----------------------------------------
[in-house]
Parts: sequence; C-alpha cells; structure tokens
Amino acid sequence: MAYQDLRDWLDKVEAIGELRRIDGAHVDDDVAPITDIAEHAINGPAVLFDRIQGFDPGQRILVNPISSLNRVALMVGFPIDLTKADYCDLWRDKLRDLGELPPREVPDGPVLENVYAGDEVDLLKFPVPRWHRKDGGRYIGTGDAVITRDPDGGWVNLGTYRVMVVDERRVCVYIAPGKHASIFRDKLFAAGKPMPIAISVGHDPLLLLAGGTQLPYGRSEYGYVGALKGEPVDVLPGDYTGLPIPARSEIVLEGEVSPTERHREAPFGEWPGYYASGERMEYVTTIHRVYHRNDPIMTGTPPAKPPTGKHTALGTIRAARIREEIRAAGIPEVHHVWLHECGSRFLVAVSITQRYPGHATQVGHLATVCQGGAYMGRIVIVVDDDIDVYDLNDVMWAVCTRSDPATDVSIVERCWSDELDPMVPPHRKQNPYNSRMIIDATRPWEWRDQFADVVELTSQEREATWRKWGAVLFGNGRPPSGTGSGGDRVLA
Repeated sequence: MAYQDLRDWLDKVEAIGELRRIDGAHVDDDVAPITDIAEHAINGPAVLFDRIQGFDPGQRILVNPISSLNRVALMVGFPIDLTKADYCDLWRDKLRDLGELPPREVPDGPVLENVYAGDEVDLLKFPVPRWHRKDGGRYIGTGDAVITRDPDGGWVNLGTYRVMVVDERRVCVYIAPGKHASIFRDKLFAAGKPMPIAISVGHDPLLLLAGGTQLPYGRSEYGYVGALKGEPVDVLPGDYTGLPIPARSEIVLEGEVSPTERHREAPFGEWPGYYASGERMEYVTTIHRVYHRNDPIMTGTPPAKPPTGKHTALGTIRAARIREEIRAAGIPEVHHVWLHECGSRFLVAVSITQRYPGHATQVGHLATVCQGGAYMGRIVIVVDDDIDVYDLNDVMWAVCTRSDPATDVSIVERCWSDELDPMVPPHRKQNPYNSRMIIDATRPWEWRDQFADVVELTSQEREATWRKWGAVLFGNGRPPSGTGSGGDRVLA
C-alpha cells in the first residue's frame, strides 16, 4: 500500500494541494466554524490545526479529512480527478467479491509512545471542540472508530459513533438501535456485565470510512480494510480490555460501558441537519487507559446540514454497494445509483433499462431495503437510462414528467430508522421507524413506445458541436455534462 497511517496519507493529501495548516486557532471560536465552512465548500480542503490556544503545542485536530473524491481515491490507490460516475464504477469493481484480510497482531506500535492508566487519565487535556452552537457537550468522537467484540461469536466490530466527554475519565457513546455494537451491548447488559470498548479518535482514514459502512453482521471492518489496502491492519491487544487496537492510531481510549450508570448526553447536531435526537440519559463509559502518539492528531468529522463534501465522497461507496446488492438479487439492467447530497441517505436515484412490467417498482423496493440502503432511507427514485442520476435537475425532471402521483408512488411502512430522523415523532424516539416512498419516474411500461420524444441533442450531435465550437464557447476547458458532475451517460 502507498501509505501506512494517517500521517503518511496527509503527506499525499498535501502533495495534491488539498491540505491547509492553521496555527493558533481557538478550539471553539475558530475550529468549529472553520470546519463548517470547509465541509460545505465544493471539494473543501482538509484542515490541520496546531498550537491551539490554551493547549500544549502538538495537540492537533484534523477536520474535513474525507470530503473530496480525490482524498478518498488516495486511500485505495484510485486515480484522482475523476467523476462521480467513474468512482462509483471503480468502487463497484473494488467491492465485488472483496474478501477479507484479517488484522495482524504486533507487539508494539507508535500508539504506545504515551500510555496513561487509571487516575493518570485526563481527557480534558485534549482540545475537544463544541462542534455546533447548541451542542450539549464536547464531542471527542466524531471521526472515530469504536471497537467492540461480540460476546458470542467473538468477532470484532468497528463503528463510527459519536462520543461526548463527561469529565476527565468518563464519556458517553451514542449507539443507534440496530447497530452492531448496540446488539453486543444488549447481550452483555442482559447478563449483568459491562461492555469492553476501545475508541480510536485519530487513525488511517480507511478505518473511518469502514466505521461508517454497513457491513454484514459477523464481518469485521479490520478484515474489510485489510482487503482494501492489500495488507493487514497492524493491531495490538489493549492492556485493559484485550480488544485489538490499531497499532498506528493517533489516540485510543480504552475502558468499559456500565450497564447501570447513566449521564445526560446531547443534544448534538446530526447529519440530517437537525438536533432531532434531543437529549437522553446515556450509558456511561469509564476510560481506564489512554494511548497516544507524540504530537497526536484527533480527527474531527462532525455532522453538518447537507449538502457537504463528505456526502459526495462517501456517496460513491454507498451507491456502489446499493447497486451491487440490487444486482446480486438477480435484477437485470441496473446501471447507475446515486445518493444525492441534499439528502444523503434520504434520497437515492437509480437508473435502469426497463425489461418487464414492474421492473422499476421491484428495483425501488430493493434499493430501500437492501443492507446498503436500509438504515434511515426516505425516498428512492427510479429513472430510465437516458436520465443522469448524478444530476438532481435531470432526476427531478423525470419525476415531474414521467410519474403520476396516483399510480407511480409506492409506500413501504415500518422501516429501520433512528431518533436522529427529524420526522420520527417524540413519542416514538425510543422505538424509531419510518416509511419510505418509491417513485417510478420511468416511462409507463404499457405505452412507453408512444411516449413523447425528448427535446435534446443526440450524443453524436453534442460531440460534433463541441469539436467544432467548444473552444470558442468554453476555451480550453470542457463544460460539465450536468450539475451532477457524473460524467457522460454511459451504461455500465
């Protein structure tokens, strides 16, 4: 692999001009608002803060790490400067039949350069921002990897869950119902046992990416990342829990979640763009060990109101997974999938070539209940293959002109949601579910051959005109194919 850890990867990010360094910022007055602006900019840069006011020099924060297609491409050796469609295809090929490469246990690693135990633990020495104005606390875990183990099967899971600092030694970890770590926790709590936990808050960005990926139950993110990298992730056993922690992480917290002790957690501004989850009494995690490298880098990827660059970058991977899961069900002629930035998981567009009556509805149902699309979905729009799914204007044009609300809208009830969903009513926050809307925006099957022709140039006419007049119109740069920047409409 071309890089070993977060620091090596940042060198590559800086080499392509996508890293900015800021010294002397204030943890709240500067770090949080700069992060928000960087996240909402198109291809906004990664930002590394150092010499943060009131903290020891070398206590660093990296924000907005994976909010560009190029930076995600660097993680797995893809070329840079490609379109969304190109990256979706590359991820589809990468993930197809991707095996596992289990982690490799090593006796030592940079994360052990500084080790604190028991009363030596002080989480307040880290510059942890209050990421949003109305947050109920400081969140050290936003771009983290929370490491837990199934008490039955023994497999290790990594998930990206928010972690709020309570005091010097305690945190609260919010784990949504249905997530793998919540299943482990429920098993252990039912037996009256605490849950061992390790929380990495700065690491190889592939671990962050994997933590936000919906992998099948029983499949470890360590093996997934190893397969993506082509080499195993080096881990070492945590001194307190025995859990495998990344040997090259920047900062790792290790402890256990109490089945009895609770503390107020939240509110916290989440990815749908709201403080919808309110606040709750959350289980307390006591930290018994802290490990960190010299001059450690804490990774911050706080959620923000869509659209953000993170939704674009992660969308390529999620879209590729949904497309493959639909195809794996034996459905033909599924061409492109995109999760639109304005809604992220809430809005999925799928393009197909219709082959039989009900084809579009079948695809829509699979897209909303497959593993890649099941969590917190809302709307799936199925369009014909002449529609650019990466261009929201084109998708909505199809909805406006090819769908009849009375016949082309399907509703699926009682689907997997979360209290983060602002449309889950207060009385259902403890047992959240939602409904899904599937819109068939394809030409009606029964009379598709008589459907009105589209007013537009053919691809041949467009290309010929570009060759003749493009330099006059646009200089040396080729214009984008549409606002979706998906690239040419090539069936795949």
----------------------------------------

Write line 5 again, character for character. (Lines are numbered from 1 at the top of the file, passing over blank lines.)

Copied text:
C-alpha cells in the first residue's frame, strides 16, 4: 500500500494541494466554524490545526479529512480527478467479491509512545471542540472508530459513533438501535456485565470510512480494510480490555460501558441537519487507559446540514454497494445509483433499462431495503437510462414528467430508522421507524413506445458541436455534462 497511517496519507493529501495548516486557532471560536465552512465548500480542503490556544503545542485536530473524491481515491490507490460516475464504477469493481484480510497482531506500535492508566487519565487535556452552537457537550468522537467484540461469536466490530466527554475519565457513546455494537451491548447488559470498548479518535482514514459502512453482521471492518489496502491492519491487544487496537492510531481510549450508570448526553447536531435526537440519559463509559502518539492528531468529522463534501465522497461507496446488492438479487439492467447530497441517505436515484412490467417498482423496493440502503432511507427514485442520476435537475425532471402521483408512488411502512430522523415523532424516539416512498419516474411500461420524444441533442450531435465550437464557447476547458458532475451517460 502507498501509505501506512494517517500521517503518511496527509503527506499525499498535501502533495495534491488539498491540505491547509492553521496555527493558533481557538478550539471553539475558530475550529468549529472553520470546519463548517470547509465541509460545505465544493471539494473543501482538509484542515490541520496546531498550537491551539490554551493547549500544549502538538495537540492537533484534523477536520474535513474525507470530503473530496480525490482524498478518498488516495486511500485505495484510485486515480484522482475523476467523476462521480467513474468512482462509483471503480468502487463497484473494488467491492465485488472483496474478501477479507484479517488484522495482524504486533507487539508494539507508535500508539504506545504515551500510555496513561487509571487516575493518570485526563481527557480534558485534549482540545475537544463544541462542534455546533447548541451542542450539549464536547464531542471527542466524531471521526472515530469504536471497537467492540461480540460476546458470542467473538468477532470484532468497528463503528463510527459519536462520543461526548463527561469529565476527565468518563464519556458517553451514542449507539443507534440496530447497530452492531448496540446488539453486543444488549447481550452483555442482559447478563449483568459491562461492555469492553476501545475508541480510536485519530487513525488511517480507511478505518473511518469502514466505521461508517454497513457491513454484514459477523464481518469485521479490520478484515474489510485489510482487503482494501492489500495488507493487514497492524493491531495490538489493549492492556485493559484485550480488544485489538490499531497499532498506528493517533489516540485510543480504552475502558468499559456500565450497564447501570447513566449521564445526560446531547443534544448534538446530526447529519440530517437537525438536533432531532434531543437529549437522553446515556450509558456511561469509564476510560481506564489512554494511548497516544507524540504530537497526536484527533480527527474531527462532525455532522453538518447537507449538502457537504463528505456526502459526495462517501456517496460513491454507498451507491456502489446499493447497486451491487440490487444486482446480486438477480435484477437485470441496473446501471447507475446515486445518493444525492441534499439528502444523503434520504434520497437515492437509480437508473435502469426497463425489461418487464414492474421492473422499476421491484428495483425501488430493493434499493430501500437492501443492507446498503436500509438504515434511515426516505425516498428512492427510479429513472430510465437516458436520465443522469448524478444530476438532481435531470432526476427531478423525470419525476415531474414521467410519474403520476396516483399510480407511480409506492409506500413501504415500518422501516429501520433512528431518533436522529427529524420526522420520527417524540413519542416514538425510543422505538424509531419510518416509511419510505418509491417513485417510478420511468416511462409507463404499457405505452412507453408512444411516449413523447425528448427535446435534446443526440450524443453524436453534442460531440460534433463541441469539436467544432467548444473552444470558442468554453476555451480550453470542457463544460460539465450536468450539475451532477457524473460524467457522460454511459451504461455500465